The beating that House Speaker John Boehner took earlier this week when he failed to bring a Senate-passed $60 billion emergency aid relief package to east coast states devastated by Hurricane Sandy that made landfall a week before Americans voted for president in early November, was tempered Friday morning when the new House overwhelmingly voted to approve $9.7 billion in flood relief.
Big bipartisan vote for Sandy relief
With a vote of big bi-partisan vote of 354 to 67, the new House, still under the leadership of Ohio Congressman John Boehner who won a narrow vote yesterday to retain the big gavel for another two years, showed that it can respond to a big crisis when big voices like that of New Jersey Governor Chris Christie, who took Mr. Boehner to the woodshed for saying he would address it before the 112th Congress adjourned but then didn't, can force partisan polemics to dissipate when properly motivated.
The bill represents the first of two steps that Speaker John Boehner said he would take to deal with the devastation caused by Hurricane Sandy. In addition to today's vote, Boehner has promised a January 15 vote on a bill that could provide up to $51 billion in additional aid.
The only "no" votes today came from Republicans, but they were not enough to scuttle the two-thirds majority voted needed for passage. Earlier in the day, the Club for Growth said the government should not be involved in the flood insurance industry at all, and warned conservatives to vote against the bill, The Hill reported.
Boehner battles enemies within
Speaker Boehner, a long-standing Congressman who represents a reliably conservative district near Cincinnati, became the center of a storm directed at him, when he promised Gov. Christie that relief was on the way but then failed to deliver on that promise. Gov. Christie, popular among Republicans for his blunt if not colorful tirades against Democrats in particular and the government in general, punished Mr. Boehner earlier this week for not delivering, as he said he would, emergency government aid to his state as well as New York and Connecticut, two states also hard hit by Hurricane Sandy.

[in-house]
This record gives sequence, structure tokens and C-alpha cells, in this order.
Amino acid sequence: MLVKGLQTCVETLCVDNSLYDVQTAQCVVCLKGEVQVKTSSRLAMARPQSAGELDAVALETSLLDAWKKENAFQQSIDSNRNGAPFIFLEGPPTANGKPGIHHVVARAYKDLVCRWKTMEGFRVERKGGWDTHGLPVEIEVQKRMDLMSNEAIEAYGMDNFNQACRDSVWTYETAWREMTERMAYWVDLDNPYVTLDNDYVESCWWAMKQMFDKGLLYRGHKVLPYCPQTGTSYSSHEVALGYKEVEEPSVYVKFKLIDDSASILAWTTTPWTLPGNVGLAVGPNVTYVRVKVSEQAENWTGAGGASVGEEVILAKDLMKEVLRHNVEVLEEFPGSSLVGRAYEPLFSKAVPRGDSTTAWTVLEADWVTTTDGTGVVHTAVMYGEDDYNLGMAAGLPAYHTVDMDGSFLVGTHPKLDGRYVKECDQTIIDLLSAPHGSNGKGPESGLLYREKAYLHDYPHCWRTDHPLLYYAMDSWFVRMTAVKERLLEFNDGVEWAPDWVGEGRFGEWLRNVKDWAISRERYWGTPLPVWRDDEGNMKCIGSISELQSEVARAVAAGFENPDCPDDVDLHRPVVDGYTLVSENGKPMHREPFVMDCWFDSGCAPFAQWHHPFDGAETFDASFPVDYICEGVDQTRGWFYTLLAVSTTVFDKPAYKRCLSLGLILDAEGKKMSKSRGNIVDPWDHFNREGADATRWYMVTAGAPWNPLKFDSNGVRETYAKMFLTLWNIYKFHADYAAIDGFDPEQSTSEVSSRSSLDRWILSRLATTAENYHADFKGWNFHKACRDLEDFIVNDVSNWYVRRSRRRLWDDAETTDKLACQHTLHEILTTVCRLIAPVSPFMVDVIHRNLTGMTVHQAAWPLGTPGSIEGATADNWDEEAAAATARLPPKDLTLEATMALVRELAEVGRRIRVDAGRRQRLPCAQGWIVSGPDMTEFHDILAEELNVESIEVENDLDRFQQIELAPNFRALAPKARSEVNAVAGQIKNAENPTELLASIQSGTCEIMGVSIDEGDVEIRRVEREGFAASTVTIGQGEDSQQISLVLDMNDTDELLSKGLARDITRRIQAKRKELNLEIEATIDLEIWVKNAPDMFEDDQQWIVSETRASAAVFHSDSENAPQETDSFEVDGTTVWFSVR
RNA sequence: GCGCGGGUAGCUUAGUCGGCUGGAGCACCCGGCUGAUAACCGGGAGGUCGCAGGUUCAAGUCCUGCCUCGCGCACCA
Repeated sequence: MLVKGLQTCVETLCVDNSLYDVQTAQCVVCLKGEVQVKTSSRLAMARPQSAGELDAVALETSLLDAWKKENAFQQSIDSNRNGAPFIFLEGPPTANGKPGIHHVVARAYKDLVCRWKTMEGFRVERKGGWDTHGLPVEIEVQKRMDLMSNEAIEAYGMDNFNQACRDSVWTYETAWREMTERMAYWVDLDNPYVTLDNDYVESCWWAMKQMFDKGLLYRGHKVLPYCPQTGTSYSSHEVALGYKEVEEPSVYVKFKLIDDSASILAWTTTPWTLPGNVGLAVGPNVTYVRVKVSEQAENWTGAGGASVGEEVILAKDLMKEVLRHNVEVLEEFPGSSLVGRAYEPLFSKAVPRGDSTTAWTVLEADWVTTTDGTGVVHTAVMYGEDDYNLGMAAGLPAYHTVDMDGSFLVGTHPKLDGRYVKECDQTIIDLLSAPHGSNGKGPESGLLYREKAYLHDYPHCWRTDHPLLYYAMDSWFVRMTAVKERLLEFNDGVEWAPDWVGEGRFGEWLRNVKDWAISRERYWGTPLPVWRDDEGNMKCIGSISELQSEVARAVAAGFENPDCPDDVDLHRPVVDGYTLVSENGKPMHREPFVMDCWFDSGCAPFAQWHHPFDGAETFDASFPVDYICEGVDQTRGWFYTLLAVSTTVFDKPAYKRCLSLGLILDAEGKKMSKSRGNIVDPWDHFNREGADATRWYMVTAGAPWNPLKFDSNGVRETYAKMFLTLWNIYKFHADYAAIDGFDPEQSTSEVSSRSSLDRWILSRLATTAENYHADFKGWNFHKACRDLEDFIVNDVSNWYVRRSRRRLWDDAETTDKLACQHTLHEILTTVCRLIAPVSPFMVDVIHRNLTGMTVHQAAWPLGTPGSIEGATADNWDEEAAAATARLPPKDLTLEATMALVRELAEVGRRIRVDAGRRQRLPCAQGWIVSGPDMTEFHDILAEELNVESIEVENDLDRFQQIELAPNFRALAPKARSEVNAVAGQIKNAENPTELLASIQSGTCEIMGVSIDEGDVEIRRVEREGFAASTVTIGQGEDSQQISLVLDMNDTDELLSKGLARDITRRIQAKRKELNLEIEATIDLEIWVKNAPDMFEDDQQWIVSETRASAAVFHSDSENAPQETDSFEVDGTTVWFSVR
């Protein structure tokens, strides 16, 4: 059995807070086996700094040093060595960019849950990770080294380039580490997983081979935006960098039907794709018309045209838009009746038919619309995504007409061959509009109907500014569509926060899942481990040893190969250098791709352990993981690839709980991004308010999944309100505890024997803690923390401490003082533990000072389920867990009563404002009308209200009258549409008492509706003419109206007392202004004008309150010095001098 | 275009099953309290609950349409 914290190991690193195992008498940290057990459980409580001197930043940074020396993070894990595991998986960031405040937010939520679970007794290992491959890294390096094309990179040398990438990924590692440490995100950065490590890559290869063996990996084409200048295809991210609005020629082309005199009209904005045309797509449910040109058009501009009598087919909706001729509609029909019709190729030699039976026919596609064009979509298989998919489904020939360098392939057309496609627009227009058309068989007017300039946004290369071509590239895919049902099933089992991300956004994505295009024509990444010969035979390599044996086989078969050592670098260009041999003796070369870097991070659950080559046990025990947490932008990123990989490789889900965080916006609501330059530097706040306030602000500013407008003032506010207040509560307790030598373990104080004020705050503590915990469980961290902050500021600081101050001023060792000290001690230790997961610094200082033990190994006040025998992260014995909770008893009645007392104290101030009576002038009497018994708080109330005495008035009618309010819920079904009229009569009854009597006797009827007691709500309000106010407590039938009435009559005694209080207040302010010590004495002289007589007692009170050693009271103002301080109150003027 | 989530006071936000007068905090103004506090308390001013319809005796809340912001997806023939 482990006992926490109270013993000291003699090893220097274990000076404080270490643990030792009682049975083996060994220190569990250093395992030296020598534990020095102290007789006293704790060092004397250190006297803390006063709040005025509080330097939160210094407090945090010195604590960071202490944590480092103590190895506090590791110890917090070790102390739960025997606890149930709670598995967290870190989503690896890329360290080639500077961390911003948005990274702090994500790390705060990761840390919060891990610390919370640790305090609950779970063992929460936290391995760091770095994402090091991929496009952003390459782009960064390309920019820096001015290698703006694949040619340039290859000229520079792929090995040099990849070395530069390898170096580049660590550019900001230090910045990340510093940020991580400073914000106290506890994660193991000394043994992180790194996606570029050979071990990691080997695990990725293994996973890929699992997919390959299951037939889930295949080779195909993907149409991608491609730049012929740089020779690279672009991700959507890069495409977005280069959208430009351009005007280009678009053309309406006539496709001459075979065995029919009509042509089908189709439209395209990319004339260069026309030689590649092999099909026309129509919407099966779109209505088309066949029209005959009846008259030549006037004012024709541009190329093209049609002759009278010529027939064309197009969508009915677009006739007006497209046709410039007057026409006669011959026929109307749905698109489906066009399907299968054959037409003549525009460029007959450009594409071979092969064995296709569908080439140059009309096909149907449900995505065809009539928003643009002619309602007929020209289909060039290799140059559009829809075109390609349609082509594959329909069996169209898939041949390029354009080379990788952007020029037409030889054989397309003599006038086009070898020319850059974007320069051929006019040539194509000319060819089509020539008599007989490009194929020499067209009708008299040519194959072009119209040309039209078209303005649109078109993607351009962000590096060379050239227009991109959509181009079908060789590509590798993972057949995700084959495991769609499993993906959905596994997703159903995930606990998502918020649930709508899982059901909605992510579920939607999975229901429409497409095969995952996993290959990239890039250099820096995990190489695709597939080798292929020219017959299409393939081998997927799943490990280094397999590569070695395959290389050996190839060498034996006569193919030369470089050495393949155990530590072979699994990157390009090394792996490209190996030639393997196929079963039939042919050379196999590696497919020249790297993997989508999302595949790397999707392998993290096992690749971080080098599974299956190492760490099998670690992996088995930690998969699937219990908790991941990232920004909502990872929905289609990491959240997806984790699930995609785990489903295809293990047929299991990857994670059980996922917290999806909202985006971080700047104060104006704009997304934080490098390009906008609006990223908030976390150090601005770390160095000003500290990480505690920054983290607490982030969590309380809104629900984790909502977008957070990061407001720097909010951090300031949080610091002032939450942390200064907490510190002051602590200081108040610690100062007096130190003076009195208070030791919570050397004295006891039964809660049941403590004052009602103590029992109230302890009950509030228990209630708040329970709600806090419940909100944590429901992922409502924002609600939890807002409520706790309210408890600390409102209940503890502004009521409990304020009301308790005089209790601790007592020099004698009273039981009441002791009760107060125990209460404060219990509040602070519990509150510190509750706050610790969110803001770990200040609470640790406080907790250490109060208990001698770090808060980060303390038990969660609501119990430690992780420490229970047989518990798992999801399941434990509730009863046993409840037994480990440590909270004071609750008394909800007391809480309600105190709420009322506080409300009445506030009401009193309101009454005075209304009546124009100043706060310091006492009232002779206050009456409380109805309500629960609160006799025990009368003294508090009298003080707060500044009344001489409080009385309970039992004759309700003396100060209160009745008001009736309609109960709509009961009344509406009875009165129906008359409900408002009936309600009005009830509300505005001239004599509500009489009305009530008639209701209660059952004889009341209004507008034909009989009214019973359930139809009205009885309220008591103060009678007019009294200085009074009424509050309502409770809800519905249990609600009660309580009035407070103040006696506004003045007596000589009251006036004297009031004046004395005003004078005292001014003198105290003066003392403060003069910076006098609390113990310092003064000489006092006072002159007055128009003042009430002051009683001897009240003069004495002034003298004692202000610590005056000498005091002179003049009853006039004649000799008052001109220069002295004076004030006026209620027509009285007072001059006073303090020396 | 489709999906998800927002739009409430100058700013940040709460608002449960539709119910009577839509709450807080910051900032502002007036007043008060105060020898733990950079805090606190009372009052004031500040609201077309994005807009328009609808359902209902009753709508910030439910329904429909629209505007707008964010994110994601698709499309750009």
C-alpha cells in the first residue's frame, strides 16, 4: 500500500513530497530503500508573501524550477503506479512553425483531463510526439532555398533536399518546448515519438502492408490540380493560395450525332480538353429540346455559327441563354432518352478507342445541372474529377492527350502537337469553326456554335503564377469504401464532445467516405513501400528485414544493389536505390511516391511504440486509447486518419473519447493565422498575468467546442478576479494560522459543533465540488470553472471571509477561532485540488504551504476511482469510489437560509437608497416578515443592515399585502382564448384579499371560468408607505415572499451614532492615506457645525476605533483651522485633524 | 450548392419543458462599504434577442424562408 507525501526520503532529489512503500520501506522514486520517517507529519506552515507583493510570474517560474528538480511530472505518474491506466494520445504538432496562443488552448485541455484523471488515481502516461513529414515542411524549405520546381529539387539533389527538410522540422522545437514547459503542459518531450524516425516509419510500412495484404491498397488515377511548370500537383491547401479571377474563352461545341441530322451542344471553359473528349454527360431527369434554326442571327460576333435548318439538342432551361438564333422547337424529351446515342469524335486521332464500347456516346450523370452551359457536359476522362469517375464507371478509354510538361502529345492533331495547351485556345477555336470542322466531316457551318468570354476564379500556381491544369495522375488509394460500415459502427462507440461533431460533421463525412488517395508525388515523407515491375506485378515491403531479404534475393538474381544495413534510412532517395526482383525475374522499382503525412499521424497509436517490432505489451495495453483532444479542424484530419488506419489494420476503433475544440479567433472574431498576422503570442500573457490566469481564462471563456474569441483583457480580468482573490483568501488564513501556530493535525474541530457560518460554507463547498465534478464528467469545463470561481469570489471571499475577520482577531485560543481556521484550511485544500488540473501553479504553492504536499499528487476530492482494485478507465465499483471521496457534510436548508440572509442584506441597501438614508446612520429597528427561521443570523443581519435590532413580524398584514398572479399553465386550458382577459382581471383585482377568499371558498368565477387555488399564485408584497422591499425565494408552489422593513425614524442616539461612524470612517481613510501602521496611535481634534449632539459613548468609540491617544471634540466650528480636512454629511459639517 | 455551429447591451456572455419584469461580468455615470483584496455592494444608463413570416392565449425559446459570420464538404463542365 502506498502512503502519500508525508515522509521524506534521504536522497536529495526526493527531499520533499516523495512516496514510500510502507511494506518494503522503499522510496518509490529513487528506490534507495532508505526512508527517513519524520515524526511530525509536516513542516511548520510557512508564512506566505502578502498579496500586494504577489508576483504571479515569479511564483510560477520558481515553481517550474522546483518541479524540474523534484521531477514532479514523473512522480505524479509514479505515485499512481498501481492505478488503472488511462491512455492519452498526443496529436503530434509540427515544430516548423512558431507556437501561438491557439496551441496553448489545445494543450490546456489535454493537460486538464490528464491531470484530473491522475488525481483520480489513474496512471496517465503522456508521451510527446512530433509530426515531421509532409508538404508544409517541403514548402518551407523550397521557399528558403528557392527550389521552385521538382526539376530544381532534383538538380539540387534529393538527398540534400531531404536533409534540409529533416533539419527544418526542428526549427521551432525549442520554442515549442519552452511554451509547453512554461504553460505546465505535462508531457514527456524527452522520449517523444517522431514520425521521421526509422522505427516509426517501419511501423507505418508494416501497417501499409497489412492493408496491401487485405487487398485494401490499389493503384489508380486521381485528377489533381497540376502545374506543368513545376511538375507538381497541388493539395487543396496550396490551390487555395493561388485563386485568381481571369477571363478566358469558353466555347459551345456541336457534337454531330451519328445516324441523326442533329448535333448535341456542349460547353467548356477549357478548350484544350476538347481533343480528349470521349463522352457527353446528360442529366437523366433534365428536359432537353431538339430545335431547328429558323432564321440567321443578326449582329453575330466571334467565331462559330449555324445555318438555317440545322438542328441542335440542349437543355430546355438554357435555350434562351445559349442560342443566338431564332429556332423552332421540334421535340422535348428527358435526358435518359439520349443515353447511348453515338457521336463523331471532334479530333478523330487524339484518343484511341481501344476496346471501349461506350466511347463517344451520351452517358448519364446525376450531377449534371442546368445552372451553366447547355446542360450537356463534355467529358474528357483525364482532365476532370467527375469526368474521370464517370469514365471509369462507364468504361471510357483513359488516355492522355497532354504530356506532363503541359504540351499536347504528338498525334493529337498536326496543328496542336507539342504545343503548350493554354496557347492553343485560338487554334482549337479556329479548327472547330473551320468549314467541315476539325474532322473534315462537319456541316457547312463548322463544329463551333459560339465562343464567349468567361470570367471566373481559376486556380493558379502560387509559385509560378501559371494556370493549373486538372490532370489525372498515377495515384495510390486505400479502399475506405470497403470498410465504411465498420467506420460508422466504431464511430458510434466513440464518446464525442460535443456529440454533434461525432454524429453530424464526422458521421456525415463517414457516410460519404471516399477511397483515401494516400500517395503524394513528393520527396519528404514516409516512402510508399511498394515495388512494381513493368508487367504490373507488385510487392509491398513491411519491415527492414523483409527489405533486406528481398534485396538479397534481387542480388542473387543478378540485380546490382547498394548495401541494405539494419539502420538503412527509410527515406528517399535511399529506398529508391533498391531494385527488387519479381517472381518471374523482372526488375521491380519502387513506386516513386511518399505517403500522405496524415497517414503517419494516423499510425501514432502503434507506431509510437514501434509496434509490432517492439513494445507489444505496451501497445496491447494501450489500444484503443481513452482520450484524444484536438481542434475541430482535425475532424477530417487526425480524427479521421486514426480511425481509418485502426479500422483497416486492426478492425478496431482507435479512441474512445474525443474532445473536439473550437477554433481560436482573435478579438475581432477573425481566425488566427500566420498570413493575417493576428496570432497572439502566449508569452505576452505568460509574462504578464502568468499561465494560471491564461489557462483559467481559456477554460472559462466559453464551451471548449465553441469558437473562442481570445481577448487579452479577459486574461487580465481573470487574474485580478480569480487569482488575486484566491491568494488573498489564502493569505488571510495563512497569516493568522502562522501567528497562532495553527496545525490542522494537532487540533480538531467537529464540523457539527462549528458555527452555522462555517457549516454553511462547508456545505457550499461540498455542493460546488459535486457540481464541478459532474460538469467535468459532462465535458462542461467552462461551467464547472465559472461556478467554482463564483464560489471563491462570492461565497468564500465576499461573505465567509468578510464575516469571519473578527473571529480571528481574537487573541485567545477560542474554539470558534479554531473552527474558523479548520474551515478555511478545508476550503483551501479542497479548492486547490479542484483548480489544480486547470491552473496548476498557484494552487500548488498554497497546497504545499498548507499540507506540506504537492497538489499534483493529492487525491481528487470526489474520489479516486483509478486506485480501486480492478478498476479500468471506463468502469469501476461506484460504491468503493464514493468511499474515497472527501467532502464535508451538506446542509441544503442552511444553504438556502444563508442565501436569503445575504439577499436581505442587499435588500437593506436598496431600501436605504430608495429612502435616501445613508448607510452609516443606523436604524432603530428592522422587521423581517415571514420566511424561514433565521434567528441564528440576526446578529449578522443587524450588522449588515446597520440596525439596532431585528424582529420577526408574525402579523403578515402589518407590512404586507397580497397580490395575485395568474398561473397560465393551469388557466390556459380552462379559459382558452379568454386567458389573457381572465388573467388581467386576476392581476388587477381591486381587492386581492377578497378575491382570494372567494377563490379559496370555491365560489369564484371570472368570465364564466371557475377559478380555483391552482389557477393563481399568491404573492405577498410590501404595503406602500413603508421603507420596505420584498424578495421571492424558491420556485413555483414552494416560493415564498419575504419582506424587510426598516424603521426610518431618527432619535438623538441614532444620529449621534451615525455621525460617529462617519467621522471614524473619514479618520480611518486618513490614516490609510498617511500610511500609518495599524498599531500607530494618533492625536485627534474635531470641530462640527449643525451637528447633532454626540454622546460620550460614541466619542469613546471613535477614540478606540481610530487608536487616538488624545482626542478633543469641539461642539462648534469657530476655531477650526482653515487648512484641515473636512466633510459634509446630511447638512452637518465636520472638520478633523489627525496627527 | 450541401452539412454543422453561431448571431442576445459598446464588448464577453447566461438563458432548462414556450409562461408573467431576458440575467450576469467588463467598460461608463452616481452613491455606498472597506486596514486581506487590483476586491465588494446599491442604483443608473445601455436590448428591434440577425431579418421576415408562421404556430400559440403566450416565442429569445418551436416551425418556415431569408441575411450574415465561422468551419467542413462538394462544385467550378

Speaker Boehner has presided over one of the worst performing sessions on record, according to many Washington watchers, and has taken flak from the White House for not accepting so-called "grand bargain" deals offered to him by President Obama, insults from Senate Majority Leader Harry Reid who accused him of being a dictator for not bringing deals passed by the Senate to the House floor for an up or down vote, and from conservatives in his own conference.
Distrust from Tea Party members of his own majority conference surfaced Thursday, when a small group of uber-conservatives either opposed his reelection or just didn't vote. Rep. Tim Huelskamp (R-Kan.), who Mr. Boehner recently removed from key committees, voted for Ohio Congressman Jim Jordan. To his chagrin, Majority Leader Eric Cantor of Virginia, whose name was not formally advanced, was visibly displeased, shaking his head on the House floor when he received three votes, published reports noted.
Boehner and his enemies from within
The anti-Boehner votes, some said, represented a message to Speaker Boehner from a group of conservatives that they don’t him. It's hard to imagine that Mr. Boehner doesn't sense the real tension going forward with Jordan-type conservatives whose focus is on cutting government spending at all costs. A bone of conciliation the speaker tossed to his conference this week, is his new strategy to no longer negotiate behind closed doors with President Obama, as he did on several occasions during the last two years.
Speaker Boehner will have a chance to mend fences at the House Republican retreat set for Jan. 16 in Williamsburg, VA., where he's expected to talk about how the conference will resolve internal differences, while still being able to pass important bills with solely Republican votes, Politico reported.
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